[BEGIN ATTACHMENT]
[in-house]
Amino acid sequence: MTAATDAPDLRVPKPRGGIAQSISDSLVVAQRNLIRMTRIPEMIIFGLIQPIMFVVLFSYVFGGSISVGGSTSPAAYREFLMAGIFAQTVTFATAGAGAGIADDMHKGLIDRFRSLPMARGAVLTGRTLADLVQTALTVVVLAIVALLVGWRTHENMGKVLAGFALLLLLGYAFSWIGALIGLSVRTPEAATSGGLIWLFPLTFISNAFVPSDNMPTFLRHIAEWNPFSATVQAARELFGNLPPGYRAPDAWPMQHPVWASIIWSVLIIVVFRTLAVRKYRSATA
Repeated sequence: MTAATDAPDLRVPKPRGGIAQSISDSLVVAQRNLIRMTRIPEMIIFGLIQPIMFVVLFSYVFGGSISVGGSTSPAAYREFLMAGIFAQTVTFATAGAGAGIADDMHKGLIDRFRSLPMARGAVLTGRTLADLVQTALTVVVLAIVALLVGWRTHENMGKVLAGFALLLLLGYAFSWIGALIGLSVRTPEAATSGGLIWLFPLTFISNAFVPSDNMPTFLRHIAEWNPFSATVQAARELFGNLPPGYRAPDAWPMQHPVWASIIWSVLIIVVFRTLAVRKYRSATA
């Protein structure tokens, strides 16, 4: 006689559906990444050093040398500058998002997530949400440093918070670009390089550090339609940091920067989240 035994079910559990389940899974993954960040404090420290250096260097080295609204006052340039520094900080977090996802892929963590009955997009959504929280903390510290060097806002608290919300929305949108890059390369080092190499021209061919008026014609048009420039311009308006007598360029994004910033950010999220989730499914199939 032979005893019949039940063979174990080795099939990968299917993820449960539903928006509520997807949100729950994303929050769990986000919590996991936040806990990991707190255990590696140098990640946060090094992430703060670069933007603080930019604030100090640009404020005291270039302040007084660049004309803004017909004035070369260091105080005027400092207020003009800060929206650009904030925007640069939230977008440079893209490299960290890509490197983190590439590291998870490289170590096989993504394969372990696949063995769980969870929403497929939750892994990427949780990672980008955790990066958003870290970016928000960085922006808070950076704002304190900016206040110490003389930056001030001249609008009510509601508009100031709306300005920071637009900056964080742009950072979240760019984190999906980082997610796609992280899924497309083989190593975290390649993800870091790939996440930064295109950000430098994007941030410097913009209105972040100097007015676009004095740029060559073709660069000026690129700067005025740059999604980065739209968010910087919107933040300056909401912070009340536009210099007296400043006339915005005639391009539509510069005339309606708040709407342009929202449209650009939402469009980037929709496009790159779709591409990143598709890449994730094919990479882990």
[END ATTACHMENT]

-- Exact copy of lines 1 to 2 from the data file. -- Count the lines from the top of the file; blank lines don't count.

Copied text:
[in-house]
Amino acid sequence: MTAATDAPDLRVPKPRGGIAQSISDSLVVAQRNLIRMTRIPEMIIFGLIQPIMFVVLFSYVFGGSISVGGSTSPAAYREFLMAGIFAQTVTFATAGAGAGIADDMHKGLIDRFRSLPMARGAVLTGRTLADLVQTALTVVVLAIVALLVGWRTHENMGKVLAGFALLLLLGYAFSWIGALIGLSVRTPEAATSGGLIWLFPLTFISNAFVPSDNMPTFLRHIAEWNPFSATVQAARELFGNLPPGYRAPDAWPMQHPVWASIIWSVLIIVVFRTLAVRKYRSATA